RACINE — It was a question on everyone’s minds.
“What’s Joe going to do?” the emcee for the United Mine Workers of America asked a staffer on stage who spoke in place of Sen. Joe Manchin, D-W.Va.
The question was posed tongue-in-cheek, but the inquiry has lingered since Manchin first teased the concept in January of leaving the Senate to run for his old role of governor. This comes after winning re-election to a six-year term in 2018.
He has said previously he will lay out his position this fall. Anyone hoping the UMW’s annual Labor Day picnic would put to rest months of armchair punditry and runaway speculation regarding West Virginia’s most powerful Democrat likely left Monday’s rally unsatisfied.
However, a spread of other statewide Democrat hopefuls and legislative candidates took to the stump Monday to vie for the unions’ political support in 2020.
“No politician is ever going to save us, and they’re not going to save us now,” said Stephen Smith, a progressive Democrat running for governor. “If we want the state that we need for our families, it’s not going to be a politician who saves us.”
Smith spoke to a crowd of union members and their families and officials from the UMW, as well as education and communications union workers in the crowd. He touted running a unionized staff (the first in state history for a campaign, he said), a pledge to deny “corporate cash” to his campaign and a pledge to roll back legislation like West Virginia’s right-to-work law.
Should Manchin enter the gubernatorial race, Smith would need to deliver the senator his first electoral defeat since 1996 to proceed to the general election ballot. A recent poll estimated that Manchin, who has not announced whether he’ll run but is expected to reveal his plans soon, currently has a 10-point lead over incumbent Republican Gov. Jim Justice.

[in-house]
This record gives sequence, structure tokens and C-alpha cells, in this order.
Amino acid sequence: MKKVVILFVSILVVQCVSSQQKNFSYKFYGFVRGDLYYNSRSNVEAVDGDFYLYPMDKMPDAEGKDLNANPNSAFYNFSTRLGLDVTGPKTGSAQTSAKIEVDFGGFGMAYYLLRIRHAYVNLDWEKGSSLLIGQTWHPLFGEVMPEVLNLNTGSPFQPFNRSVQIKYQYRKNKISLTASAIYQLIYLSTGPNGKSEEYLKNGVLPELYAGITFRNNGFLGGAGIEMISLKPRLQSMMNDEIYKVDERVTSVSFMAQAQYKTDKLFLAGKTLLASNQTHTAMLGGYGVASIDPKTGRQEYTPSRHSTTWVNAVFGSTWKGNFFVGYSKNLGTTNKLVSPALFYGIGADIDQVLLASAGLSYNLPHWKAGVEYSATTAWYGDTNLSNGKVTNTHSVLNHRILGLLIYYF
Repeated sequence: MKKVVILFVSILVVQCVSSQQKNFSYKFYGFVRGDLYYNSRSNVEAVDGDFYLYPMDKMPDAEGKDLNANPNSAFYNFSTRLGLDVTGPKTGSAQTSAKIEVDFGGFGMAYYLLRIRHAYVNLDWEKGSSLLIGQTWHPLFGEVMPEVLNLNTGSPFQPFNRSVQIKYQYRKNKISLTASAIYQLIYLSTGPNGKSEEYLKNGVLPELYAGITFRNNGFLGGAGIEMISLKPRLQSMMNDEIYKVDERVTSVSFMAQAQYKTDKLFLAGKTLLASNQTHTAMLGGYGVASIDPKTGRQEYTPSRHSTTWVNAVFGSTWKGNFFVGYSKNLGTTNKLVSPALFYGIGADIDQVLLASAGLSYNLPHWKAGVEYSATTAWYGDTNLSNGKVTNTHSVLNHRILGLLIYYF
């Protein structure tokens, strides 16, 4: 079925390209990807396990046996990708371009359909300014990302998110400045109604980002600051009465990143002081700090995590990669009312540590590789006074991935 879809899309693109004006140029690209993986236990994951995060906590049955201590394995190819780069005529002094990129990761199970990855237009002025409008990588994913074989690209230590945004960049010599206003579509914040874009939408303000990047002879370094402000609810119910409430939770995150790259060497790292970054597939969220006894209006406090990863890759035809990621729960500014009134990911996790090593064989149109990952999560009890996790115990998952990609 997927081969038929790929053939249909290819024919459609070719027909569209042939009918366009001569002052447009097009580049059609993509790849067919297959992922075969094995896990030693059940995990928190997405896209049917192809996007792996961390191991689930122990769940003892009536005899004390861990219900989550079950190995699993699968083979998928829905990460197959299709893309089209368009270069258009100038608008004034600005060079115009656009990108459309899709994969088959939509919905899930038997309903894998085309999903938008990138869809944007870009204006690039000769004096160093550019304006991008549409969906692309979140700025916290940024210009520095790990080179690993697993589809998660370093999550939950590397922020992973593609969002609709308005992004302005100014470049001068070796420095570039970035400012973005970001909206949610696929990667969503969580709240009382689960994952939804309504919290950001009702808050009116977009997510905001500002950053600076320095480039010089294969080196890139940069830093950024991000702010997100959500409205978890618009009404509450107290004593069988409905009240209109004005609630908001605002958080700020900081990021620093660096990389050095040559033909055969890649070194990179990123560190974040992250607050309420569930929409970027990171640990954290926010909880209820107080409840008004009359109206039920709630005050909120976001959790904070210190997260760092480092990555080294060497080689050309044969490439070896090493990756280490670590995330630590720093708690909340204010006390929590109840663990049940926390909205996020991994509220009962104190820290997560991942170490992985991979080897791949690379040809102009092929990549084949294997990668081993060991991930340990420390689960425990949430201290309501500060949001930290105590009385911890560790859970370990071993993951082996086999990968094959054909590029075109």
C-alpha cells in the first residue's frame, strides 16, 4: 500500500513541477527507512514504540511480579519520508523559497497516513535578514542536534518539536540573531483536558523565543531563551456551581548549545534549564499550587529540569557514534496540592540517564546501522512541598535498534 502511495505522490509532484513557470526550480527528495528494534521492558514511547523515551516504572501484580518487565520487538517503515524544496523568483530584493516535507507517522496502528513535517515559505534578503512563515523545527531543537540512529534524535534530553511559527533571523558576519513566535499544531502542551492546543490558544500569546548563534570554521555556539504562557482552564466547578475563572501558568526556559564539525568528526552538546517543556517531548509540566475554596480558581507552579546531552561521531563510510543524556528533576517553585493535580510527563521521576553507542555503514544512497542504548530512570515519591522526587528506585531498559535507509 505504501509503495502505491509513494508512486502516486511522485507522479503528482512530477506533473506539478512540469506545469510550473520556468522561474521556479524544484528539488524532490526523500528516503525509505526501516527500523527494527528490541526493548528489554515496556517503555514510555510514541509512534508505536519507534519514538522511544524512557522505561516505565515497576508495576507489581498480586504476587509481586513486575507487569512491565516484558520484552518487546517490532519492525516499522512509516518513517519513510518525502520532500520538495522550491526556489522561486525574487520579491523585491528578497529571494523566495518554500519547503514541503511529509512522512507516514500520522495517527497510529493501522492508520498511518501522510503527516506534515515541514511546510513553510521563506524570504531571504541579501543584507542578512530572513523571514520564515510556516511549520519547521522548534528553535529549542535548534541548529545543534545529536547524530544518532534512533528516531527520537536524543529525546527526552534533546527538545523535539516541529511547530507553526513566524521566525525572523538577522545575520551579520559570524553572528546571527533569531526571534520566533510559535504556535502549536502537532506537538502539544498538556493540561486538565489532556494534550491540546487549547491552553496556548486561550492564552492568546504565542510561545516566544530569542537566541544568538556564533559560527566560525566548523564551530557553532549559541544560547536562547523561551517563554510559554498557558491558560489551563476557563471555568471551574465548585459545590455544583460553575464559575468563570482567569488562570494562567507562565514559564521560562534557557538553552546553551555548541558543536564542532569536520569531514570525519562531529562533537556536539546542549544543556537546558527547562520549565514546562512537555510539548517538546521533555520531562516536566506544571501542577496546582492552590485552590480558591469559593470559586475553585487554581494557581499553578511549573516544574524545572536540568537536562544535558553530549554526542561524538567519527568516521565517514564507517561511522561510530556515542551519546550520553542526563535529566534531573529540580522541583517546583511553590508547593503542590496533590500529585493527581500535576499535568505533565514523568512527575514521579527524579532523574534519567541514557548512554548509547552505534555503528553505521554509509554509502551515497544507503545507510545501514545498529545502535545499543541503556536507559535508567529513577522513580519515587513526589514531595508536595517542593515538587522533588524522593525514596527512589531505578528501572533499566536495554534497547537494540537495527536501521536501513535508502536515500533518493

The poll did not ask respondents about Smith, because he has not formally submitted pre-candidacy papers for governor, according to Rex Repass, who conducted the poll.
Sam Petsonk, who is running for attorney general, took to the stage Monday, as well. He cited his legal representation of miners for Blackjewel LLC to secure back pay and damages in bankruptcy proceedings against the coal company.
“We need an attorney general who has a record of being with working people, and I’ve done it,” Petsonk said. “I’ve brought in millions of dollars in judgments and settlements on behalf of hundreds of coal miners across this state. That’s what our state should be doing for us ... and we don’t have that right now.”
Levi Billiter is a union teacher running against Senate President Mitch Carmichael, R-Jackson, who the unions see as a villain in the wake of several legislative battles on education and labor issues.
Billiter, speaking at an out-of-district event, asked for financial help and volunteers from those in attendance, and reminded them of the stakes. He said he went on strike with other teachers and school service personnel in 2018 and earlier this year. He added that, after dealing with enough “garbage” in Charleston, it’s time for a change.
“Here’s our goal: It’s not so much just to ditch Mitch, it’s to replace him,” Billiter said. “We can’t wait for another candidate just like him to come along.”
Beyond the politicians on Monday, union officials from the UMW, American Federation of Teachers, AFL-CIO and beyond spoke, as well.
“I still believe in what you stand for today,” said Joe White, executive director of the West Virginia School Service Personnel Association. “I believe that our way of life in the workforce has been improved and is better due to what the unions have done and the vision that the unions have had throughout history.”
In a twist on this year’s rally, UMW National President Cecil Roberts walked 11 miles from Marmet to Racine for the rally. He and others made the trek to commemorate the Blair Mountain March, in which 13,000 unionized miners left from Marmet and marched past Racine toward Logan and Mingo counties. That walk led them to the Battle of Blair Mountain, a bloody cornerstone in West Virginia history and the largest labor uprising in U.S. history.
CLARIFICATION: An earlier version of this story was unclear about which miners attorney general candidate Sam Petsonk has represented.